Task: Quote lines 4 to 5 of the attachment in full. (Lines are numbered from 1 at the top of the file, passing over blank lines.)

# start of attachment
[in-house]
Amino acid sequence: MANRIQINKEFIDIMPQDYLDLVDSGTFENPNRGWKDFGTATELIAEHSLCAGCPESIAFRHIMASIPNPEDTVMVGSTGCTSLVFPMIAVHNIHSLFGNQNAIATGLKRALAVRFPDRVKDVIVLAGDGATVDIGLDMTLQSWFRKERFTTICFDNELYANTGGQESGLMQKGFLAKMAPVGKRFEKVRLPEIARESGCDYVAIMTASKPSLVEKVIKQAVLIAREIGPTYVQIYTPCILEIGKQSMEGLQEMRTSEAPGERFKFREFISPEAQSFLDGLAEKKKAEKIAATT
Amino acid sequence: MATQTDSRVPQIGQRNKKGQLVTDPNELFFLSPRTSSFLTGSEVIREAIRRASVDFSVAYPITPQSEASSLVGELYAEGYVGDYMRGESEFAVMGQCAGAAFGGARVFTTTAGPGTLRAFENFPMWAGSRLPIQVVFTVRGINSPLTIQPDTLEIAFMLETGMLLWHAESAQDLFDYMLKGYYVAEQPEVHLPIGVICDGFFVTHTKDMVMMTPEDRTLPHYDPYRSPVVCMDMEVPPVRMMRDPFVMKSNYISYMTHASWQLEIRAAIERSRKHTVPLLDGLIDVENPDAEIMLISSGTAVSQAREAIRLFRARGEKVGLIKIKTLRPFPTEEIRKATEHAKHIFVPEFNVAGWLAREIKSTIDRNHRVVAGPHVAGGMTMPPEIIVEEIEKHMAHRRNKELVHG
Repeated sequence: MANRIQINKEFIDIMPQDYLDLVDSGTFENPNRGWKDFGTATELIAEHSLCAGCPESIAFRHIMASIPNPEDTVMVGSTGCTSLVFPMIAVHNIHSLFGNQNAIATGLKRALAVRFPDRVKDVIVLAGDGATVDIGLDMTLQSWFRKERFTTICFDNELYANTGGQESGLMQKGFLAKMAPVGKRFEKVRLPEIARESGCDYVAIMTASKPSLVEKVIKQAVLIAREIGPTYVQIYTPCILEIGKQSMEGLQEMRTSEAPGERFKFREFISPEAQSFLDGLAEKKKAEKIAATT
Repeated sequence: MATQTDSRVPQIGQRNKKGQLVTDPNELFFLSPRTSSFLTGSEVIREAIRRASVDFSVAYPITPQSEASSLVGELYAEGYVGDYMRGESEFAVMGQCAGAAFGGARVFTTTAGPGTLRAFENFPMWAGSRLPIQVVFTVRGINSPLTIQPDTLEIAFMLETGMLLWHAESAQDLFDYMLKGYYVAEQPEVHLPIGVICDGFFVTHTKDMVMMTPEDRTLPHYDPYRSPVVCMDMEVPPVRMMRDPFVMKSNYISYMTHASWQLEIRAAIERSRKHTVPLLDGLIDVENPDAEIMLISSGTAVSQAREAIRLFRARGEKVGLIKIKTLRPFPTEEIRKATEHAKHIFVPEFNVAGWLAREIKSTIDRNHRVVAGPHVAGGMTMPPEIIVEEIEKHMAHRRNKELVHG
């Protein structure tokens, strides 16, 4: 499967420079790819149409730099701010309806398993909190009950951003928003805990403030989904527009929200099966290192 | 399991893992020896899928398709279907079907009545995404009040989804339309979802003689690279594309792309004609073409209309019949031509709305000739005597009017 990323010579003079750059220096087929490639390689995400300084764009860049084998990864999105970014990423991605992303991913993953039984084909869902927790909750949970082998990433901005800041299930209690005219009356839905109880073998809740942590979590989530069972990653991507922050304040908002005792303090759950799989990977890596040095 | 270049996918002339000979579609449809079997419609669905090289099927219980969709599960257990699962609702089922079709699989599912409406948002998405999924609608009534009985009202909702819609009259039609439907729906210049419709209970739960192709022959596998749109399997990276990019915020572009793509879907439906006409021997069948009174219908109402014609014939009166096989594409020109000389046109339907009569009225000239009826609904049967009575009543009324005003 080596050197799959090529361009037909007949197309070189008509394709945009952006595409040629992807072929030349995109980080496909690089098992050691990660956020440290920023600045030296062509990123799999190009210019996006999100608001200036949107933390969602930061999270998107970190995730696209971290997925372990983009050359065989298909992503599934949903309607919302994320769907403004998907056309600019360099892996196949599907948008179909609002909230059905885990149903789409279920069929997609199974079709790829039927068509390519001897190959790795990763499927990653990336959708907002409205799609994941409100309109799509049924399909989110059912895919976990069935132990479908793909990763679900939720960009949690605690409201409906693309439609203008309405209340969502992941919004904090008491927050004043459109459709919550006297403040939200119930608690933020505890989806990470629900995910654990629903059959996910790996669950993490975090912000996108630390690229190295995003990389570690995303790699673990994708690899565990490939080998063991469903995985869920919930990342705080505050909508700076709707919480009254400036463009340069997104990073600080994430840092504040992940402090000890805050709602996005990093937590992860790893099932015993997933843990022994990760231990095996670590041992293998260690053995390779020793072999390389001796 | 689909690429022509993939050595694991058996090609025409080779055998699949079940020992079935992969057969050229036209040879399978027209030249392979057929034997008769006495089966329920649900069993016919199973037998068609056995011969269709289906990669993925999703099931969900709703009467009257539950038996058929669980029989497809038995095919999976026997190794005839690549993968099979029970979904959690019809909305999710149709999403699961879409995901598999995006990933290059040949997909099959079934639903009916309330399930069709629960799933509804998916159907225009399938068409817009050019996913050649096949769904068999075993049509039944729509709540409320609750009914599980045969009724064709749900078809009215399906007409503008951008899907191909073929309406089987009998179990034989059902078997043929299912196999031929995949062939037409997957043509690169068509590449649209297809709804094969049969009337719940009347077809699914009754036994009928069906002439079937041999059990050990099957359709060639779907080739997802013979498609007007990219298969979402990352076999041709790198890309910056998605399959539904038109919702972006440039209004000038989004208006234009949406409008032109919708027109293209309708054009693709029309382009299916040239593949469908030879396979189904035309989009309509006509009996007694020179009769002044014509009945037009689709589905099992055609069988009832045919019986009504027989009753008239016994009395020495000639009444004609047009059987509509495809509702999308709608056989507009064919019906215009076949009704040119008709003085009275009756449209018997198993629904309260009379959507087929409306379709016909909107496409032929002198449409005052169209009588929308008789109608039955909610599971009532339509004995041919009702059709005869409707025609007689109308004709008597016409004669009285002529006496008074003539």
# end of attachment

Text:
Repeated sequence: MANRIQINKEFIDIMPQDYLDLVDSGTFENPNRGWKDFGTATELIAEHSLCAGCPESIAFRHIMASIPNPEDTVMVGSTGCTSLVFPMIAVHNIHSLFGNQNAIATGLKRALAVRFPDRVKDVIVLAGDGATVDIGLDMTLQSWFRKERFTTICFDNELYANTGGQESGLMQKGFLAKMAPVGKRFEKVRLPEIARESGCDYVAIMTASKPSLVEKVIKQAVLIAREIGPTYVQIYTPCILEIGKQSMEGLQEMRTSEAPGERFKFREFISPEAQSFLDGLAEKKKAEKIAATT
Repeated sequence: MATQTDSRVPQIGQRNKKGQLVTDPNELFFLSPRTSSFLTGSEVIREAIRRASVDFSVAYPITPQSEASSLVGELYAEGYVGDYMRGESEFAVMGQCAGAAFGGARVFTTTAGPGTLRAFENFPMWAGSRLPIQVVFTVRGINSPLTIQPDTLEIAFMLETGMLLWHAESAQDLFDYMLKGYYVAEQPEVHLPIGVICDGFFVTHTKDMVMMTPEDRTLPHYDPYRSPVVCMDMEVPPVRMMRDPFVMKSNYISYMTHASWQLEIRAAIERSRKHTVPLLDGLIDVENPDAEIMLISSGTAVSQAREAIRLFRARGEKVGLIKIKTLRPFPTEEIRKATEHAKHIFVPEFNVAGWLAREIKSTIDRNHRVVAGPHVAGGMTMPPEIIVEEIEKHMAHRRNKELVHG